The hype is almost over as Black Panther prepares to make its fully fledged debut in cinemas. While the character was nothing more than a support act in the ensemble-heavy blockbuster Captain America: Civil War, Chadwick Boseman's T'Challa finally has room to breathe as director Ryan Coogler showcases the fictional African world of Wakanda.
As the reviews start to roll in from all across the globe, the consensus is that the studio has offered an MCU title that feels fresh, new and unshackled from many of the stereotypes seen before. Some of the statesman of the series could be departing post Avengers: Infinity War, but if Black Panther is any guide, the comic book adaptations are in good hands.
Drama, Action, Humor and a Villain To Remember
Julian Roman at MovieWeb argues that Michael B. Jordan is the standout performer in this title, a welcome surprise given the MCU's lack of quality bad guys and girls to this juncture.
"The biggest surprise of Black Panther is Michael B. Jordan," he wrote. "Are you sitting down for this? His Eric Killmonger is the BEST VILLAIN we have seen yet in the MCU. Jordan owns this film. He is damn good. We've gotten so used to cackling, cartoonish antagonists. You will be dumbstruck by Killmonger's calculated ruthlessness. This acclamation takes nothing away from star Chadwick Boseman. He's tremendous as the Black Panther, but his character is subdued and introspective by nature. Killmonger raises the bar for MCU baddies. Michael B. Jordan has been Ryan Coogler's muse from his first film. They continue to deliver greatness. Thanos has big shoes to fill."
Vanity Fair's Richard Lawson calls this blockbuster a "welcome refreshment" from an a comic book property that can feel formulaic and safe.
"Black Panther champions, and makes champions of, underserved demographics in a way that’s somehow both casual and defiant, a statement of strength that proudly insists it needed no stating to begin with. Coogler has assembled a crackerjack team of actors to be the vessels of that message—a spirited ensemble that deftly maneuvers the movie’s shifts between high drama and amiable humor."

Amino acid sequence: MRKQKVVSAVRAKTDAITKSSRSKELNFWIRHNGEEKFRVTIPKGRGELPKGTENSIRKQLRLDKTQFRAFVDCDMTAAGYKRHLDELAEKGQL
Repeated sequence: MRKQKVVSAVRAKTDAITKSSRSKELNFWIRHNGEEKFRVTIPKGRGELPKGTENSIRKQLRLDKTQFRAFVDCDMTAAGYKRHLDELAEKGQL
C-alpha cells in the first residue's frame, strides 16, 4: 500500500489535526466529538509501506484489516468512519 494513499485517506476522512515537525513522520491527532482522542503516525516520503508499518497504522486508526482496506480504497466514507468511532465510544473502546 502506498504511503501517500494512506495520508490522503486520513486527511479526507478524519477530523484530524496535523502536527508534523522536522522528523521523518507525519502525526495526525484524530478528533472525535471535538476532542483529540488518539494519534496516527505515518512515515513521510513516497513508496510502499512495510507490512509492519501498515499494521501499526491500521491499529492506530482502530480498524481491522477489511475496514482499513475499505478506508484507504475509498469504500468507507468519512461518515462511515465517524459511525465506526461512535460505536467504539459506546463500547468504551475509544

Rather than let the geo-politics overshadow the storyline, the environment of Wakanda compliments it. Lawson believes Coogler has got the mix just right for this one.
"Black Panther works best as a dynastic drama, and as a musing on global politics from a perspective we don’t often get. Despite familiar action-scene wobbliness, it’s easily the most engaging Marvel film in a long while. Because—finally!—it has something new to say. More like this please, Marvel. Oh, and, of course: Wakanda forever."
Critics Message To Marvel: More Wakanda Please
Phil Brown saw this as a fresh, thoughtful and bold piece of filmmaking at CGM. Despite some of the usual franchise tropes, the critic cannot wait for Black Panther 2 once Infinity War has come and gone.
"Black Panther isn’t just another cog in the Marvel machine, it’s one of their strongest characters with a world that begs to be revisited. Hopefully after whatever massive destruction and changes that occur in the universe following Infinity War (and whatever nuttiness comes in the still untitled Avengers 4), Ryan Coogler and co. will be allowed back into Wakanda to play again. Now that the heavy lifting is over and this world is so beautifully established, it’s hard not to feel a sense of giddy excitement about where they could possibly go next."
Wenlei Ma delights in the change of scenery as Coogler throws away the superhero rulebook with glee at news.com.au. Issuing 3.5/5 stars, Ma marvels at the beauty and mystery that derives from the world of Wakanda.
"The Wakanda you see on screen glimmers, an effortless blend of colourful African aesthetics and hi-tech utopia, and owes more than a touch to legendary comic artist Jack Kirby. Every character that inhabits this world, which vary from the plains of the border tribes to the snowy gorges of the mountain clan, undeniably belongs to it. That Coogler is able to evoke such a strong sense of place is a testament to the combined talents of the team."
Black Panther opens across the US on February 16.